Amazon.com Reaches Deal to Buy MGM Movie Studio | Investment News

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WASHINGTON (Reuters) – Amazon.com Inc said on Thursday it had reached its $8.5 billion deal to buy MGM, combining the legendary filmmaker behind “Rocky” and James Bond with the online retail giant as ‘he seeks to attract consumers through more streaming video.

In a statement, Amazon said it would welcome all MGM employees back to the company and work with studio management, saying there would be no layoffs. Its decision to close comes after a deadline for the U.S. Federal Trade Commission to challenge the deal expired.

The Seattle-based retailer announced the deal in May 2021, saying MGM was offering a wealth of content to attract consumers to its Prime fast delivery and streaming club, which costs $14.99 per month in the United States.

Almost a year later, Amazon no longer has any regulatory hurdles. The European Commission approved the deal on Tuesday, without conditions. Similarly, Amazon previously informed the FTC that it had “substantially complied” with requests for information about the deal.

According to Amazon, MGM staff will join the organization of Mike Hopkins, senior vice president of Prime Video and Amazon Studios.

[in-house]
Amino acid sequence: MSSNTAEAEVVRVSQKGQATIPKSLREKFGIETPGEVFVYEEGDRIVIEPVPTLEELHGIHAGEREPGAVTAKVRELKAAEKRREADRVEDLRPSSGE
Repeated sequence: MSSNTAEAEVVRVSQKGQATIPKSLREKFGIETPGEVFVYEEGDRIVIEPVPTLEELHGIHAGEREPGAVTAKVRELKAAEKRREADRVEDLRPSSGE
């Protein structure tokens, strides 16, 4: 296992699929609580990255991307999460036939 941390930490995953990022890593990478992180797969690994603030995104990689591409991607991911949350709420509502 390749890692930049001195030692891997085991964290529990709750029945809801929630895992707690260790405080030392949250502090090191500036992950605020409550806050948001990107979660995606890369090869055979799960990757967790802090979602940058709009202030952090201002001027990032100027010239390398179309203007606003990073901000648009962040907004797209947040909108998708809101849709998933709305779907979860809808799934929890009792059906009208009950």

MGM bolsters Amazon Prime Video’s offering with more than 4,000 movie titles, plus this year’s Oscar-nominated “Licorice Pizza,” and a long list of TV shows that could help Amazon compete with rivals Netflix and Disney+ streaming.

Hopkins praised MGM’s “wide range of original movies and TV shows”.

“We welcome MGM employees, creators and talent to Prime Video and Amazon Studios, and we look forward to working together,” he said in a statement.

An FTC spokeswoman declined to comment on the specific transaction, but noted that the agency could challenge a deal after it closes “if it determines it violates the law.”

The FTC has opened a broader investigation into Amazon as part of government antitrust investigations launched under the Trump administration into the big four tech platforms, including Facebook and Google.

(Reporting by Diane Bartz, Jeffrey Dastin and Dawn Chmielewski Editing by Nick Zieminski and Jonathan Oatis)

Copyright 2022 Thomson Reuters.

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